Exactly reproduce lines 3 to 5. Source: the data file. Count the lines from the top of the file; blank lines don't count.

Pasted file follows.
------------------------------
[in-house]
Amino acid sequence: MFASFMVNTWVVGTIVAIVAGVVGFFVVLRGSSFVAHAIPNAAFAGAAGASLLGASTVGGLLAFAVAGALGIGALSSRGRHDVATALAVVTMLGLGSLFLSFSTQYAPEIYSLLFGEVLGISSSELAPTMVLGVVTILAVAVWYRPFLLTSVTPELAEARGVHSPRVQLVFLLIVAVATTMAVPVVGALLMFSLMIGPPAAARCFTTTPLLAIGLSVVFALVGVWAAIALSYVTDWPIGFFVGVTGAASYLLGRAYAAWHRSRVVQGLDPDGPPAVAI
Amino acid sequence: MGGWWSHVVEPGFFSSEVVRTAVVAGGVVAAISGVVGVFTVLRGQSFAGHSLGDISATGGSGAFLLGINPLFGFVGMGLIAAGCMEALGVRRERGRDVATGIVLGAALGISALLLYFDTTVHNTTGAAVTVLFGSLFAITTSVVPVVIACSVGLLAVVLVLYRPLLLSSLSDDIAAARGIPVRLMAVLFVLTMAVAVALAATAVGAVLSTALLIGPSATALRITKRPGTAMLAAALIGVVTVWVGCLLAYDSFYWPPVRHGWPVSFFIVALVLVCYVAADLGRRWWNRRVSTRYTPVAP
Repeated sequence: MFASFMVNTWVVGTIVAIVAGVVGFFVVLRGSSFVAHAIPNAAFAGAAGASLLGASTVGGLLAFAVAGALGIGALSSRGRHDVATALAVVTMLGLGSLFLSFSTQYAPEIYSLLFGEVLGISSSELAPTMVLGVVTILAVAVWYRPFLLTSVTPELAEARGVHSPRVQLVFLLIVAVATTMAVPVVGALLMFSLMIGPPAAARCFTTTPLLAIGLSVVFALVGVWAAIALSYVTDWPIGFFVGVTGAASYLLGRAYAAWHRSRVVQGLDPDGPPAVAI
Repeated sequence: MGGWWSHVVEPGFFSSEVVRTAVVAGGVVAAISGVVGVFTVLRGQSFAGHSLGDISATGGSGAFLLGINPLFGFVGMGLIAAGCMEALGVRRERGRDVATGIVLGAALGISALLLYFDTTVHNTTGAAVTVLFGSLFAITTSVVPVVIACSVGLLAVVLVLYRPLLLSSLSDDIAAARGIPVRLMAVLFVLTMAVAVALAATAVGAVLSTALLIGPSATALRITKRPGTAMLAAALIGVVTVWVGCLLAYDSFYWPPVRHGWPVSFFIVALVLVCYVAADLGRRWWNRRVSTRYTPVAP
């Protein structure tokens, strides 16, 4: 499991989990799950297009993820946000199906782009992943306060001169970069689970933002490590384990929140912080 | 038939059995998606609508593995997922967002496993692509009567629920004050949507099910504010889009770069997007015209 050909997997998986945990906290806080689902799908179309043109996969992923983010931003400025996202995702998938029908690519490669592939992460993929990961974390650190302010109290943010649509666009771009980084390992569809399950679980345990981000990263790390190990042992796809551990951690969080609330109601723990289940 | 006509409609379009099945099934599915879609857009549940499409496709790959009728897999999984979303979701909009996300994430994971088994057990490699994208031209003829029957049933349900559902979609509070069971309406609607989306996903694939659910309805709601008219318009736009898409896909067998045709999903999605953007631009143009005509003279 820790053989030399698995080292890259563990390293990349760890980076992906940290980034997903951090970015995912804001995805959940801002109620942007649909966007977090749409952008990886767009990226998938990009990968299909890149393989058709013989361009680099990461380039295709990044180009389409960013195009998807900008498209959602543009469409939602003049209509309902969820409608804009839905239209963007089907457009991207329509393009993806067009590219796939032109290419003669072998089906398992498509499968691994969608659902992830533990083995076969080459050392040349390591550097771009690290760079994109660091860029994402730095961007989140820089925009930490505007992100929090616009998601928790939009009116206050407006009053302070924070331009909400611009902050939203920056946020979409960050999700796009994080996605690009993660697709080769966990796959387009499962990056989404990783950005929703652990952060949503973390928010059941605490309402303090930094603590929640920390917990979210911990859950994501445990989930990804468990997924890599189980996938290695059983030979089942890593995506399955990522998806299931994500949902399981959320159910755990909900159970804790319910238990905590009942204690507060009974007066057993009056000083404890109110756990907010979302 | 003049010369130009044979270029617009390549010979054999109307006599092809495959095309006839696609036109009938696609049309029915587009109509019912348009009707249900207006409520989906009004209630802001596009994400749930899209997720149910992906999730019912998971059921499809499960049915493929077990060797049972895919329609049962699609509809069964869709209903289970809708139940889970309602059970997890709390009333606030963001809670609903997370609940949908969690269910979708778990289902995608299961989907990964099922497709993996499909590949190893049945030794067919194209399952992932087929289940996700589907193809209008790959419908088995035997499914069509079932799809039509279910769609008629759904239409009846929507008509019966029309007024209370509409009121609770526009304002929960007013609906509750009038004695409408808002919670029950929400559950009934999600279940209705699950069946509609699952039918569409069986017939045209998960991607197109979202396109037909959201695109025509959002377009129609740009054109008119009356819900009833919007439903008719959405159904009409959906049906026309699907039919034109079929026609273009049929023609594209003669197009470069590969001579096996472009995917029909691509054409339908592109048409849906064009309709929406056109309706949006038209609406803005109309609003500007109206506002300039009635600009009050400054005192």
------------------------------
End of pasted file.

Amino acid sequence: MGGWWSHVVEPGFFSSEVVRTAVVAGGVVAAISGVVGVFTVLRGQSFAGHSLGDISATGGSGAFLLGINPLFGFVGMGLIAAGCMEALGVRRERGRDVATGIVLGAALGISALLLYFDTTVHNTTGAAVTVLFGSLFAITTSVVPVVIACSVGLLAVVLVLYRPLLLSSLSDDIAAARGIPVRLMAVLFVLTMAVAVALAATAVGAVLSTALLIGPSATALRITKRPGTAMLAAALIGVVTVWVGCLLAYDSFYWPPVRHGWPVSFFIVALVLVCYVAADLGRRWWNRRVSTRYTPVAP
Repeated sequence: MFASFMVNTWVVGTIVAIVAGVVGFFVVLRGSSFVAHAIPNAAFAGAAGASLLGASTVGGLLAFAVAGALGIGALSSRGRHDVATALAVVTMLGLGSLFLSFSTQYAPEIYSLLFGEVLGISSSELAPTMVLGVVTILAVAVWYRPFLLTSVTPELAEARGVHSPRVQLVFLLIVAVATTMAVPVVGALLMFSLMIGPPAAARCFTTTPLLAIGLSVVFALVGVWAAIALSYVTDWPIGFFVGVTGAASYLLGRAYAAWHRSRVVQGLDPDGPPAVAI
Repeated sequence: MGGWWSHVVEPGFFSSEVVRTAVVAGGVVAAISGVVGVFTVLRGQSFAGHSLGDISATGGSGAFLLGINPLFGFVGMGLIAAGCMEALGVRRERGRDVATGIVLGAALGISALLLYFDTTVHNTTGAAVTVLFGSLFAITTSVVPVVIACSVGLLAVVLVLYRPLLLSSLSDDIAAARGIPVRLMAVLFVLTMAVAVALAATAVGAVLSTALLIGPSATALRITKRPGTAMLAAALIGVVTVWVGCLLAYDSFYWPPVRHGWPVSFFIVALVLVCYVAADLGRRWWNRRVSTRYTPVAP